Just as a handful of guards escorted him on this occasion, it was again a handful that welcomed him back which annoyed him the more. Kabaka Mwanga called for One Muwafu, a son to Prime Minister Mukasa, who was one of his beloved guards. He was honest and true to the King in everything. Unfortunately, Muwafu was nowhere to be seen, this very much irritated and annoyed the King. One of the guards reported having seen him with Ssebuggwaawo enroute to Mmengo. Mwanga knew that by going to Kisuule’s home, they were going to study Christianity.

He then mounted a search himself and that is when -the duo, Muwafu and Ssebuggwaawo appeared running back to the palace. He asked harshly where they had been. When Muwafu answered that they had been away for classes, he pushed him a way with anger retorting that Ssebuggwaawo had taught him disobedience. Then the King asked Ssebuggwaawo what he had been doing with Muwafu. Humbly he replied, We had gone to study, oh King.

This answer, however humble and polite it was, still stirred the King’s anger that caused him to draw his spear and made several wounds on Ssebuggwaawo. He then ordered his men to murder him and serve his remains to the vultures!

Mwanga continued his search for the guards in the treasury and the steward’s room where he found Kaggwa; who later became the prime minister, and asked him why he did not accompany him to the hunting expedition. Kaggwa answered that he had been arranging the King’s stewardship.

This did not however assuage the King’s rage for he went ahead and speared Kaggwa three time on the head using the same spear that he had when accosting Ssebuggwaawo a few minutes earlier. The fact that the King asked him whether he also attends classes and he nodded in acceptance is what caused Kaggwa to earn the wrath of the King. He ordered that him be beaten to an unconscious state. But he did not want to kill him for he was a faithful servant.

Mwanga continued his search and he came across Nnyonyintono and Muddwaguma; but the later was more beloved, he sent them to one executioner for castration. After this, he met Musa Mukasa and on his orders, this one was killed on spot. On hearing this, other royal guards hid from the King’s presence for the rest of the day. But they returned in the evening thinking that by morning the King would have cooled down.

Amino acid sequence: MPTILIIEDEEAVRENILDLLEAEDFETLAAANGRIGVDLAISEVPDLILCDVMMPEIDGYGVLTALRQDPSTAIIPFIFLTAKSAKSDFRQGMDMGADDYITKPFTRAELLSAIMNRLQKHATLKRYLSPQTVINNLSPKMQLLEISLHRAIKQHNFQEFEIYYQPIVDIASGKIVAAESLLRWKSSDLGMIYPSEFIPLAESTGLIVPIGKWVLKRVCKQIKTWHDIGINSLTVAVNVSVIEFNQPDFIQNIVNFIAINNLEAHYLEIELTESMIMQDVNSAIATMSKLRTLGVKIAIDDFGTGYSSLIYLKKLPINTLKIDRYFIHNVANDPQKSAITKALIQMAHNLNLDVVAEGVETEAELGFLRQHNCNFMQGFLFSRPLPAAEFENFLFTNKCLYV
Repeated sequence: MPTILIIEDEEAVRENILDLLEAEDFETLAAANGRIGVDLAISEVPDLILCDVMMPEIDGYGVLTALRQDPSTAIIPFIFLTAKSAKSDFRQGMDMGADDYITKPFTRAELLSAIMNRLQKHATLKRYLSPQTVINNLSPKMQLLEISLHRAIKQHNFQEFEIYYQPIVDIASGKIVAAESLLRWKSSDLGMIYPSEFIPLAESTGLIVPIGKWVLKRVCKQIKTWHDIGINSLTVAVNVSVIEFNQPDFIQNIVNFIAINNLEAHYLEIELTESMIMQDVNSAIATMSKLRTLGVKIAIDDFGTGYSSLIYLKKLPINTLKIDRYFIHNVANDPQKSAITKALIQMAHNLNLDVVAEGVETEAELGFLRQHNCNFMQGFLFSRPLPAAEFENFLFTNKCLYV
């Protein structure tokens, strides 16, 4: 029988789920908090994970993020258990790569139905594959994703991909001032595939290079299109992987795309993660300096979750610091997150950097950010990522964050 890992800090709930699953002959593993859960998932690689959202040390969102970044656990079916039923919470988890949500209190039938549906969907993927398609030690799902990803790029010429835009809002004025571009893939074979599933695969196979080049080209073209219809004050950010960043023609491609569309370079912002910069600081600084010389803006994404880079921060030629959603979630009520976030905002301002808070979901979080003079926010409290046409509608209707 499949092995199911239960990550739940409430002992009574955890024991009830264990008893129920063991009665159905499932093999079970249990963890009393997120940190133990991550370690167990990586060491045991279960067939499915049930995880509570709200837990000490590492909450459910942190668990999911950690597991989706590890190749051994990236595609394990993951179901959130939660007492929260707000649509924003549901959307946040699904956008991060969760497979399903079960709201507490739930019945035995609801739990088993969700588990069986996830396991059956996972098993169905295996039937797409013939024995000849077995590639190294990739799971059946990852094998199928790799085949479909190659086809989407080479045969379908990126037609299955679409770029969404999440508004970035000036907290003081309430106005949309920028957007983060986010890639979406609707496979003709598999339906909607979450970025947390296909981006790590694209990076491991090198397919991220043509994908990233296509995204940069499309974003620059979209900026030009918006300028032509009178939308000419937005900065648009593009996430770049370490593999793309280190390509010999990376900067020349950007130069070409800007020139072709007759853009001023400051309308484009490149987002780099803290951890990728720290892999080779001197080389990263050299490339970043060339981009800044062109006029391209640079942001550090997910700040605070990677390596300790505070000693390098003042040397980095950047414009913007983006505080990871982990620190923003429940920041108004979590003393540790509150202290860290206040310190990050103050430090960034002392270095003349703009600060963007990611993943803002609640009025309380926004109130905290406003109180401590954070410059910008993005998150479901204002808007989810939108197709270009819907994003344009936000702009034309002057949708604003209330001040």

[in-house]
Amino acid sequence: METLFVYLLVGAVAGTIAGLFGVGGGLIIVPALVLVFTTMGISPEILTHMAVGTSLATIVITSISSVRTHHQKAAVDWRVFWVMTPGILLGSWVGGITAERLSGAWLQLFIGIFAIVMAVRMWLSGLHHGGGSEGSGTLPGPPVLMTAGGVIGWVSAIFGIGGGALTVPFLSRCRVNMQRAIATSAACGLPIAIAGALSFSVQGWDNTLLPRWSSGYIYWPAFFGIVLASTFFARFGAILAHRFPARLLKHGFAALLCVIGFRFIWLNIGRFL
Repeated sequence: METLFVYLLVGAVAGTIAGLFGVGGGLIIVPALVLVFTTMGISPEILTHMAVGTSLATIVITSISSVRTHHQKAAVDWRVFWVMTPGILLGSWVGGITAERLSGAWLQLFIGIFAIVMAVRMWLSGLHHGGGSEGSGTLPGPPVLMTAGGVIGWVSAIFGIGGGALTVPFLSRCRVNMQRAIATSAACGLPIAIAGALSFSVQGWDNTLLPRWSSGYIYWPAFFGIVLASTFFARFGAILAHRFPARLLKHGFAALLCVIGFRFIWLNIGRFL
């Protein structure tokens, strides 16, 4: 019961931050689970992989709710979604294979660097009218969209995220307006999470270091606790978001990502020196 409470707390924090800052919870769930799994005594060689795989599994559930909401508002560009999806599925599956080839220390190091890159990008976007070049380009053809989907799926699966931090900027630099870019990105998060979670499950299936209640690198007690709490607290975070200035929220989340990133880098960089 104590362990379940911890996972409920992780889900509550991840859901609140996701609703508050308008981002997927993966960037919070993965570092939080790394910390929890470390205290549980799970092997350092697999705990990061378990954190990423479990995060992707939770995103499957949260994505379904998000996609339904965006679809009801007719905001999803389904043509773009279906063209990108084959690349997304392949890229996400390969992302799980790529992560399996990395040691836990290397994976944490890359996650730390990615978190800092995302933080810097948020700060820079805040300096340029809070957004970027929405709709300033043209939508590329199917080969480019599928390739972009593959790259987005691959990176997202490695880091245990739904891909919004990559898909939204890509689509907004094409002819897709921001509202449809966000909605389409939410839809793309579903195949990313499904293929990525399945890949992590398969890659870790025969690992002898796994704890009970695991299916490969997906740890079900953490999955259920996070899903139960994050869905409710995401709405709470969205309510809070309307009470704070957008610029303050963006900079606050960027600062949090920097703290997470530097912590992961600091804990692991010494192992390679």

Mwanga ordered his executioner’s crew to lock all doors very early in the morning, and not to allow anyone to go out. He summoned his subordinates; those he thought would support his actions to come very early to the palace. These youths, throughout the night, came to understand that, the killing of Christians that the King had been alluding to earlier on with emphasis had come to be. They spent the entire night encouraging each other through prayers, songs and were happy.

The King’s subordinates came early to the palace. Mwanga addressed them about what had happened emphasizing that, it was their duty to give him loyal youths to serve before him. You have given me the youths who are disloyal to me. I instructed them not to attend classes but they have persistently refused, What can I do to them?

He roared. One of his subordinates answered saying Oh King, we gave you faithful servants but they have been bewitched that’s why they are not loyal to you any more, Kill them, we are to give you others. Some of their friends advise the young men to escape but they all refused in unison saying, We are not cowards.